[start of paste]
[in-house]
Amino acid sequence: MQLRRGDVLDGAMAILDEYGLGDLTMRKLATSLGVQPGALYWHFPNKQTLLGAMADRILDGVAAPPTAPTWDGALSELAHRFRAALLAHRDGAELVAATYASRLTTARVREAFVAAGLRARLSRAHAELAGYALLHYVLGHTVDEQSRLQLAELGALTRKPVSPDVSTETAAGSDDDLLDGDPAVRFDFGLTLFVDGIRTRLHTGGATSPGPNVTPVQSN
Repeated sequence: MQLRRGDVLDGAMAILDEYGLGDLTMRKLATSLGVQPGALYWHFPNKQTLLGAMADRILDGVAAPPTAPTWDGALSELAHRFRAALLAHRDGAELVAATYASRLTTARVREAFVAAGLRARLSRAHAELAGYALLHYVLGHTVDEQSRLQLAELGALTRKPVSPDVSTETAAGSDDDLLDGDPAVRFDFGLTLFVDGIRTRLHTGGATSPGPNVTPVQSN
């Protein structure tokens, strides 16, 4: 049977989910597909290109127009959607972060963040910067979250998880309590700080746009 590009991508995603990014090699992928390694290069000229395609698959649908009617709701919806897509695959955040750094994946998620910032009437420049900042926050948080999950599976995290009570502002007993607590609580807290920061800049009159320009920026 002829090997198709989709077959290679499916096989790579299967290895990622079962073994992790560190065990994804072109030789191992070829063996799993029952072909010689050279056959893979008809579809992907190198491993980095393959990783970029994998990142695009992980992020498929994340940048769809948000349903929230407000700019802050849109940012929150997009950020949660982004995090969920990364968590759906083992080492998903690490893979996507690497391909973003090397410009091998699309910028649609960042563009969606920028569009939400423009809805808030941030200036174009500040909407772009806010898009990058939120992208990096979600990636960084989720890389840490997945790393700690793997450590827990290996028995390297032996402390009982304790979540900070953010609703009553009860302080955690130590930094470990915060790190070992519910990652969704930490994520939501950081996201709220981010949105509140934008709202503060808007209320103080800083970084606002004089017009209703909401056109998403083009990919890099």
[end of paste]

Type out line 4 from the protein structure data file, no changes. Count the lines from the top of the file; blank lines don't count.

């Protein structure tokens, strides 16, 4: 049977989910597909290109127009959607972060963040910067979250998880309590700080746009 590009991508995603990014090699992928390694290069000229395609698959649908009617709701919806897509695959955040750094994946998620910032009437420049900042926050948080999950599976995290009570502002007993607590609580807290920061800049009159320009920026 002829090997198709989709077959290679499916096989790579299967290895990622079962073994992790560190065990994804072109030789191992070829063996799993029952072909010689050279056959893979008809579809992907190198491993980095393959990783970029994998990142695009992980992020498929994340940048769809948000349903929230407000700019802050849109940012929150997009950020949660982004995090969920990364968590759906083992080492998903690490893979996507690497391909973003090397410009091998699309910028649609960042563009969606920028569009939400423009809805808030941030200036174009500040909407772009806010898009990058939120992208990096979600990636960084989720890389840490997945790393700690793997450590827990290996028995390297032996402390009982304790979540900070953010609703009553009860302080955690130590930094470990915060790190070992519910990652969704930490994520939501950081996201709220981010949105509140934008709202503060808007209320103080800083970084606002004089017009209703909401056109998403083009990919890099």